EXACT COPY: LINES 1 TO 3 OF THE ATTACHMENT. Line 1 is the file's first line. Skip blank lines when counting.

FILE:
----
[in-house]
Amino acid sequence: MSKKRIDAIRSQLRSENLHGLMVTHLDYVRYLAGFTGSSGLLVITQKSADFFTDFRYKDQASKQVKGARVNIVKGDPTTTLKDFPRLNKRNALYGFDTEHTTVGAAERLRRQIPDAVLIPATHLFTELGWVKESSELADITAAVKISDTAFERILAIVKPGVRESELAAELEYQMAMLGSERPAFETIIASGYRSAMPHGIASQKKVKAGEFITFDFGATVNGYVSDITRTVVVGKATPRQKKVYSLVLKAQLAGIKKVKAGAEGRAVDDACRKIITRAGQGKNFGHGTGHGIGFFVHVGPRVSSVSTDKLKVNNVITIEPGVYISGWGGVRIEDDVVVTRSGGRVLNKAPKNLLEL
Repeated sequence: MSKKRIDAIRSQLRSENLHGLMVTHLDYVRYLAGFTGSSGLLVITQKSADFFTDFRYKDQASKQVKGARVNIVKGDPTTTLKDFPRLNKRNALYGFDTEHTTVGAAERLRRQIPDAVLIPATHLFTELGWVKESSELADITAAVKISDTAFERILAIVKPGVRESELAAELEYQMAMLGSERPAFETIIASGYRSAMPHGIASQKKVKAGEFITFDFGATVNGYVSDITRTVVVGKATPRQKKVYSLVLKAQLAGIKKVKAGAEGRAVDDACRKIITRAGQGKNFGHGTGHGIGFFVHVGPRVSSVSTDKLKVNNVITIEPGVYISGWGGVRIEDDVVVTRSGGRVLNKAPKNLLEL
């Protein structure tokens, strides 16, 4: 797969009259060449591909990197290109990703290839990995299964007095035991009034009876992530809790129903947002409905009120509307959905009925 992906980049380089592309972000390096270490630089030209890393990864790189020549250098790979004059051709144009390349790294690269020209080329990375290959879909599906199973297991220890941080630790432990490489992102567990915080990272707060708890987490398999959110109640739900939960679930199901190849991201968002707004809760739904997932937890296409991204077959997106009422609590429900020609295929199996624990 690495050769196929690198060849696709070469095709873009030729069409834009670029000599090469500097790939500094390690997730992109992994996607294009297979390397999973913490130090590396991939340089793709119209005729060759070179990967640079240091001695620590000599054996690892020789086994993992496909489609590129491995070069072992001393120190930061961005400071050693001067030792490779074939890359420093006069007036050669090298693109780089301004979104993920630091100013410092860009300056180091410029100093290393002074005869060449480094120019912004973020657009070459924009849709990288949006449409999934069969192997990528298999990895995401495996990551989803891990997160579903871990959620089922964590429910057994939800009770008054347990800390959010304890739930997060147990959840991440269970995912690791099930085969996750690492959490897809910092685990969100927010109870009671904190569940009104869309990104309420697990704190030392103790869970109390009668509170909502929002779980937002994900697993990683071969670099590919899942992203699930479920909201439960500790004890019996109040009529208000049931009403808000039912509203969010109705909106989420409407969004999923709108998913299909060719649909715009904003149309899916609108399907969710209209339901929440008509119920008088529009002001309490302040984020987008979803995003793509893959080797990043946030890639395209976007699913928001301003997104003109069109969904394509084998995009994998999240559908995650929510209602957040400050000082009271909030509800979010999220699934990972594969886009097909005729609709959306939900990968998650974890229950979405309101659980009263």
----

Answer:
[in-house]
Amino acid sequence: MSKKRIDAIRSQLRSENLHGLMVTHLDYVRYLAGFTGSSGLLVITQKSADFFTDFRYKDQASKQVKGARVNIVKGDPTTTLKDFPRLNKRNALYGFDTEHTTVGAAERLRRQIPDAVLIPATHLFTELGWVKESSELADITAAVKISDTAFERILAIVKPGVRESELAAELEYQMAMLGSERPAFETIIASGYRSAMPHGIASQKKVKAGEFITFDFGATVNGYVSDITRTVVVGKATPRQKKVYSLVLKAQLAGIKKVKAGAEGRAVDDACRKIITRAGQGKNFGHGTGHGIGFFVHVGPRVSSVSTDKLKVNNVITIEPGVYISGWGGVRIEDDVVVTRSGGRVLNKAPKNLLEL
Repeated sequence: MSKKRIDAIRSQLRSENLHGLMVTHLDYVRYLAGFTGSSGLLVITQKSADFFTDFRYKDQASKQVKGARVNIVKGDPTTTLKDFPRLNKRNALYGFDTEHTTVGAAERLRRQIPDAVLIPATHLFTELGWVKESSELADITAAVKISDTAFERILAIVKPGVRESELAAELEYQMAMLGSERPAFETIIASGYRSAMPHGIASQKKVKAGEFITFDFGATVNGYVSDITRTVVVGKATPRQKKVYSLVLKAQLAGIKKVKAGAEGRAVDDACRKIITRAGQGKNFGHGTGHGIGFFVHVGPRVSSVSTDKLKVNNVITIEPGVYISGWGGVRIEDDVVVTRSGGRVLNKAPKNLLEL